After last week’s review of Western European fashion, I’ll continue my regional breakdown of study abroad style tips with a look at South America. Although there are obviously many cultural and style differences between the various countries of South America and even among individual cities and universities within a single region, there are also many overlaps when it comes to local fashions. Here’s a guide to wardrobe do’s and dont’s for a study abroad experience below the equator.
In South America, it’s all about the leather. Jackets, boots, bags, you name it. This is particularly true in Argentina, which is one of the world’s leading leather exporters. A nice leather jacket from a local brand like DOMA can be expensive but is also well worth the investment.
In contrast to the more polished, tailored look in European cities like Paris and Milan, South American styles tend to be more relaxed. Slouchy harem pants and long skirts are very popular (and comfortable as hell).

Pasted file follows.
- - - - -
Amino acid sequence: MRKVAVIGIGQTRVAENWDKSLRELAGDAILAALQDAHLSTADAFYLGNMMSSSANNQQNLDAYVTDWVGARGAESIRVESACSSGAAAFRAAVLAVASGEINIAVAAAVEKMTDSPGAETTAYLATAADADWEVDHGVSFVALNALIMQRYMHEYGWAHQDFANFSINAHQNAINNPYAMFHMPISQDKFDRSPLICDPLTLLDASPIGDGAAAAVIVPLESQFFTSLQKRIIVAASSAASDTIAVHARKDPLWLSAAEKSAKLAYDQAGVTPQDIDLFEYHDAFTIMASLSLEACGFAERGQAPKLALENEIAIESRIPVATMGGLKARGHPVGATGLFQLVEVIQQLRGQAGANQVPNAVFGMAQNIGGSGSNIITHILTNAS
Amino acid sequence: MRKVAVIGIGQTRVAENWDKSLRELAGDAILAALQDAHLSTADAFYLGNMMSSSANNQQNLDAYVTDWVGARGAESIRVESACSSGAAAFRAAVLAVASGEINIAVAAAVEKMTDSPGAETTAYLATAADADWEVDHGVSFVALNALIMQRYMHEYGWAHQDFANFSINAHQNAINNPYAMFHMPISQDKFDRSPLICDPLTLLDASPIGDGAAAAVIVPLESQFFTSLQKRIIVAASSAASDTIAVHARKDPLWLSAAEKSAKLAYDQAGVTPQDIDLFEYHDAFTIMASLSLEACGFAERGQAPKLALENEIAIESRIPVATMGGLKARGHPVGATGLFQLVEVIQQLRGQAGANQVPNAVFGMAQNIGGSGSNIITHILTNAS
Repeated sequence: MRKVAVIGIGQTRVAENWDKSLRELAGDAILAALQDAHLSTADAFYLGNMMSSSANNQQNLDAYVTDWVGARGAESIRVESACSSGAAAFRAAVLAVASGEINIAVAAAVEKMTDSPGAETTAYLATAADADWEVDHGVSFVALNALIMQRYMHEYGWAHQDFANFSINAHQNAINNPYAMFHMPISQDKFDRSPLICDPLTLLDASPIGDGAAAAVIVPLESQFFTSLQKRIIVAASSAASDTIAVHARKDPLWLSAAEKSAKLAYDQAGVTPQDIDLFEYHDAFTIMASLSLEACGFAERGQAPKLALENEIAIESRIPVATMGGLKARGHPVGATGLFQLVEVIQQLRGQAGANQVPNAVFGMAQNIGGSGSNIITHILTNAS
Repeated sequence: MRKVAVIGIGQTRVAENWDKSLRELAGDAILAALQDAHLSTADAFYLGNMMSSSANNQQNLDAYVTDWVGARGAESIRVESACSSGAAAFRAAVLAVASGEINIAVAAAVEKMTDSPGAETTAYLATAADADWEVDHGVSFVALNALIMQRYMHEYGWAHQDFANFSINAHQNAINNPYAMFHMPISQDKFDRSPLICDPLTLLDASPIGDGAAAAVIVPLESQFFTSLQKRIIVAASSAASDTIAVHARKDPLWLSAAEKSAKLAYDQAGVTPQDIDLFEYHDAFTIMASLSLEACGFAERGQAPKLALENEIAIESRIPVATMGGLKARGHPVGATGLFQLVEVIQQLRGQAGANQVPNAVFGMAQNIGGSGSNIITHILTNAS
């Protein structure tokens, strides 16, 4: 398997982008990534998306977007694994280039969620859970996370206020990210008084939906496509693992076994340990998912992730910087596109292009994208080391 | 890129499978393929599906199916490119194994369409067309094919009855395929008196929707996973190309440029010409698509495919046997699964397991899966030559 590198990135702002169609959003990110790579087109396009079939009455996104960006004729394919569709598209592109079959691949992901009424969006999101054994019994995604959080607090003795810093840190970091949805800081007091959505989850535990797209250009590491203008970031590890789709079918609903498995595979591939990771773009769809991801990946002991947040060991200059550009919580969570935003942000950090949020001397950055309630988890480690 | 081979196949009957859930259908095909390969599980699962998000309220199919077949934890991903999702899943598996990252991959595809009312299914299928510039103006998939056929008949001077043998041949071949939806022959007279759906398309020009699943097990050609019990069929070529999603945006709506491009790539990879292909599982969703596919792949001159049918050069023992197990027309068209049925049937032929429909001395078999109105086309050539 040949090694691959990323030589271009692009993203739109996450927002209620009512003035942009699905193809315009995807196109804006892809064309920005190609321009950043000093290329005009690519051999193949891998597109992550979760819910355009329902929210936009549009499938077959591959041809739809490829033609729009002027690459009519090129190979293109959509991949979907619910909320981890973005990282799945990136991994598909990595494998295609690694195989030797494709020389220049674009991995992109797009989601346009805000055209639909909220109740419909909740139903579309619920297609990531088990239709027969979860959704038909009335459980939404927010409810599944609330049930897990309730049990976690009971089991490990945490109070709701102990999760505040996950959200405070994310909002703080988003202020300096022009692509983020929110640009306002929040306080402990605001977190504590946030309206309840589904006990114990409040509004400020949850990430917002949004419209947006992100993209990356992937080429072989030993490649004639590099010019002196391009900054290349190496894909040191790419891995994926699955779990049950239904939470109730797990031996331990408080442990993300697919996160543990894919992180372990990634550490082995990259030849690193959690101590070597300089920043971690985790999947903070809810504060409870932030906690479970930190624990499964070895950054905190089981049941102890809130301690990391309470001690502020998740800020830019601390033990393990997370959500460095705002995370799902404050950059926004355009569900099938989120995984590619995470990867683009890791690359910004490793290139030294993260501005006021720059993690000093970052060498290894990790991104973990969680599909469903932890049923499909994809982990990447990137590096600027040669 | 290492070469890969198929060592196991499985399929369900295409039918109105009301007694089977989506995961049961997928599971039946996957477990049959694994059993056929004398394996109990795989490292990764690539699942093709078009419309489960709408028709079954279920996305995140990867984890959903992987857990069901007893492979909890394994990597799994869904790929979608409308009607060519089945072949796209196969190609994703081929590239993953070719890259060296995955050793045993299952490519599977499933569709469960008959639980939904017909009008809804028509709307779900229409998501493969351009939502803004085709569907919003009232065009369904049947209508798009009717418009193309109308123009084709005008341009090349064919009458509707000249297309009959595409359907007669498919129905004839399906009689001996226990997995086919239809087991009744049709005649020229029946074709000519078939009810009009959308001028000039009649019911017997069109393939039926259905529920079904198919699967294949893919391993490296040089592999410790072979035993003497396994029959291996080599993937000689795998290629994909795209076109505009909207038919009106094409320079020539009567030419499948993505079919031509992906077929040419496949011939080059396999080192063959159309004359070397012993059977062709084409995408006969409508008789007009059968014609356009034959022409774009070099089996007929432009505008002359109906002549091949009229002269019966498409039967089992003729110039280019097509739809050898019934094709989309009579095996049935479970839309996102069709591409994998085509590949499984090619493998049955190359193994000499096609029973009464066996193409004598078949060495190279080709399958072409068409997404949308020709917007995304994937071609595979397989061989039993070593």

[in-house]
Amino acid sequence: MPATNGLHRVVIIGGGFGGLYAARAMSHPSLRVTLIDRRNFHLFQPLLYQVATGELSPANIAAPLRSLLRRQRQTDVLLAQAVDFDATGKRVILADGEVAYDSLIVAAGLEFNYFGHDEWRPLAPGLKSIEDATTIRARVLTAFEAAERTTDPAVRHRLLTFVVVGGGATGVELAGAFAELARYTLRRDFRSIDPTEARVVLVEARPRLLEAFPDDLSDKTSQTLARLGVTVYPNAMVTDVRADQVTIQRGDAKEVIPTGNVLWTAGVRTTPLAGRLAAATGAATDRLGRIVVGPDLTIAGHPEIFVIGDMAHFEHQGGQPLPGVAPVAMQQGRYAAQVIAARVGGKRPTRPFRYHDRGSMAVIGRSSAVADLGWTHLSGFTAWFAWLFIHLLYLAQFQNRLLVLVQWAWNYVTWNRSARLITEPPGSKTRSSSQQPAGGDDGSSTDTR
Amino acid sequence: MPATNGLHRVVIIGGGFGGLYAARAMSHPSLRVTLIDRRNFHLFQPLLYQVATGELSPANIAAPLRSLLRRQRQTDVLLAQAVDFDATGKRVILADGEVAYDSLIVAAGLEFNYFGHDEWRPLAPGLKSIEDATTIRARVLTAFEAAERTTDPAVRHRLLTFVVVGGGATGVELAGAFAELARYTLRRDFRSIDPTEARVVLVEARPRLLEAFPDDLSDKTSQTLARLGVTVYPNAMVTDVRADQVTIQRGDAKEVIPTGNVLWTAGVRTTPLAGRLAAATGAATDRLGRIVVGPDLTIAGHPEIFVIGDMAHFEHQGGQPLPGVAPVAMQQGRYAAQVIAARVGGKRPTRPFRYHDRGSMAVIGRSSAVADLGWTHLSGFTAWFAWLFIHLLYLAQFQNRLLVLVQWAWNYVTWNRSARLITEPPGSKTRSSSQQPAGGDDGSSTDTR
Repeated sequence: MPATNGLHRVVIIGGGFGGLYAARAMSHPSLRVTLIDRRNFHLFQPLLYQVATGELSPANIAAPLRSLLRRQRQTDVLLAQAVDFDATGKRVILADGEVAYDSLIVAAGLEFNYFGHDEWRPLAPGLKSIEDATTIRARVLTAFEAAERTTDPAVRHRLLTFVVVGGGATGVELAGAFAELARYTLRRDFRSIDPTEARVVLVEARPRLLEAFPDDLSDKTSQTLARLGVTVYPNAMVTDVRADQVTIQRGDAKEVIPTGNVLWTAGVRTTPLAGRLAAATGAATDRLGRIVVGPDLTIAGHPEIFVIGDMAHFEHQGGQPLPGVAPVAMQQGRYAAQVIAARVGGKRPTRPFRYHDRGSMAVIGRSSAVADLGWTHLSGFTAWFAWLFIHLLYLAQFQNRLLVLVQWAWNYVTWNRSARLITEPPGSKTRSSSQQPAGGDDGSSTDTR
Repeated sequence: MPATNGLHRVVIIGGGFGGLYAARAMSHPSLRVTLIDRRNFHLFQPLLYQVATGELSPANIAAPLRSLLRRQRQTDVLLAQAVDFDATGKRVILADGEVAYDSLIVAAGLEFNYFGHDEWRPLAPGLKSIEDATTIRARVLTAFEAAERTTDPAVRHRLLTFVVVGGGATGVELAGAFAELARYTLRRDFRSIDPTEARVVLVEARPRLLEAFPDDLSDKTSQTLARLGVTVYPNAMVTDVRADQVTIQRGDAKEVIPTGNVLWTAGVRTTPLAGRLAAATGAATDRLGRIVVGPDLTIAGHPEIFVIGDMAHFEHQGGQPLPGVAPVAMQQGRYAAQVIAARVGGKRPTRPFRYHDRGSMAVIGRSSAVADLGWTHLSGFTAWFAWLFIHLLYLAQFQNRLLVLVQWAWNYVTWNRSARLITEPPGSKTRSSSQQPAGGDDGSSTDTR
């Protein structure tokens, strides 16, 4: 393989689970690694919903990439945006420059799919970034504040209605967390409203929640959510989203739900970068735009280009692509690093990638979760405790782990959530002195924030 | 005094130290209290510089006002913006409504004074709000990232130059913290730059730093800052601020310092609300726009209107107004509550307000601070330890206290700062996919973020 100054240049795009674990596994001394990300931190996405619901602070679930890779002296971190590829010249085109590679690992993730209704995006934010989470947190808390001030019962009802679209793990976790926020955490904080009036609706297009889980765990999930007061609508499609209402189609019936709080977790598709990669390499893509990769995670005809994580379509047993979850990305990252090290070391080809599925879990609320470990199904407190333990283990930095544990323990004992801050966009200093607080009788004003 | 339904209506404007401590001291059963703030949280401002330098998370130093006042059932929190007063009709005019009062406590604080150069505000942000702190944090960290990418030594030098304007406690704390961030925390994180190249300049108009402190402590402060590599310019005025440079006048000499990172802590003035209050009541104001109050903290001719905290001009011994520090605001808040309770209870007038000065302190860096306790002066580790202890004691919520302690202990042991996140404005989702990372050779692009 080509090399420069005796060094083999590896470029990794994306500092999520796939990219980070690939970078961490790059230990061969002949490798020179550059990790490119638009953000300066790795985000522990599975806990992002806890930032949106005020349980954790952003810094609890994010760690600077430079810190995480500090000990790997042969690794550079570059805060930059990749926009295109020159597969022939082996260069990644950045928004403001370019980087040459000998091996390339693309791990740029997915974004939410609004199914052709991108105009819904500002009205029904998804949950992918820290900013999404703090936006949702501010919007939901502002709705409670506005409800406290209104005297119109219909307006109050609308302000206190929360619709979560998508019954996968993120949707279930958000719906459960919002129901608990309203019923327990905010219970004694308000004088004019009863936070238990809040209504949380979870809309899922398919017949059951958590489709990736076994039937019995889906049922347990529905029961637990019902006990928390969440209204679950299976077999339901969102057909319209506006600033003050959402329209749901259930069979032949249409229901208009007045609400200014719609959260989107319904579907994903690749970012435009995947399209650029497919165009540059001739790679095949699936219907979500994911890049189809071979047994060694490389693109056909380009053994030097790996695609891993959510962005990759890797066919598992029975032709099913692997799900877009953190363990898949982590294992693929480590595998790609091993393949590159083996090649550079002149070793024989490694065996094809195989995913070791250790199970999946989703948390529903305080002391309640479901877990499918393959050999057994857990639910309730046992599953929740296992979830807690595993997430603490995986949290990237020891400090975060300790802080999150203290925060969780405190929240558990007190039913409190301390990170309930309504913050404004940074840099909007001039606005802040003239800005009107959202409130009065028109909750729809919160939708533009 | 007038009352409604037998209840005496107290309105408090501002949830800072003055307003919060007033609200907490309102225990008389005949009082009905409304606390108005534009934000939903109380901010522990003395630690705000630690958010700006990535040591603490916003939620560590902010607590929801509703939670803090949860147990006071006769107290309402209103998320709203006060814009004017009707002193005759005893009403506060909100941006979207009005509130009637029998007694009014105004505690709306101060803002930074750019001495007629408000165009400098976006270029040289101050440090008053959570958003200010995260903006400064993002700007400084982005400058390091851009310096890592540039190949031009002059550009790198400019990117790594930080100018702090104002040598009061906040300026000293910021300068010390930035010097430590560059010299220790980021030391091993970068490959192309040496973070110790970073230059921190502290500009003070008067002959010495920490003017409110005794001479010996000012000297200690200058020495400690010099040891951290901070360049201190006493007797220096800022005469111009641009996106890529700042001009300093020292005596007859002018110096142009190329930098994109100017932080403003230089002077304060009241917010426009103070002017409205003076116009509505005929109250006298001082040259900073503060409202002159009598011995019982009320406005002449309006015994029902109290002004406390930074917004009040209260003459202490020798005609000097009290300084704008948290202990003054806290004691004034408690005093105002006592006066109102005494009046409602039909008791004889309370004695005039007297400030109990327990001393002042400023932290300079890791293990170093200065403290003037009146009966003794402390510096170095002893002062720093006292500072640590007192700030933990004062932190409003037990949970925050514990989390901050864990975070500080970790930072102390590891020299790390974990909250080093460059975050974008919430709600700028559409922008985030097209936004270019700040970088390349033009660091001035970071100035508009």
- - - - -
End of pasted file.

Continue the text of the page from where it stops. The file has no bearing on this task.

Bikini Bikini Bikini:
In coastal areas like Brazil’s Rio de Janeiro, the bikini is a fundamental part of any wardrobe. South American beach styles are a little more revealing, so don’t be afraid to wear a cheekier cut bottom. No style is too small. Also, don’t bother with a traditional terrycloth towel, as Brazilians use large, versatile pieces of fabric called cangas. You can lay out on your canga or make it part of your beach ensemble by tying it around your waist.
From shoes to jewelry to clothes, vibrant colors are not an uncommon sight in South American countries. You can partake in this trend with bold statement jewelry pieces or colorful straw bags. Workout gear is another mode for women to dress on the brighter side. Think 80s neon party: colorful and spandex and all.
It’s extremely rare to see students wearing T-shirts, in class or on the street. In fact, it’s not even a common look at the gym, where, as noted previously, people tend to go with the Richard Simmons look.
Overdo Your Makeup:
Women in South America tend to keep it more natural when it comes to makeup. Stick to the basics like foundation, concealer, and mascara, and play up colors in your clothes and accessories.
Forget the Sunscreen:
In countries closer to the equator, the sun is bright and the weather is quite hot and humid. Keep your skin protected with sunscreen and sunglasses and consider an anti-frizz hair product to deal with the humidity. At the same time, you might want to work on your tan to avoid looking like a total tourist. When you can’t make it to the beach, bronzer and self-tanner will do the trick.
Feature Image From: nordstrom.com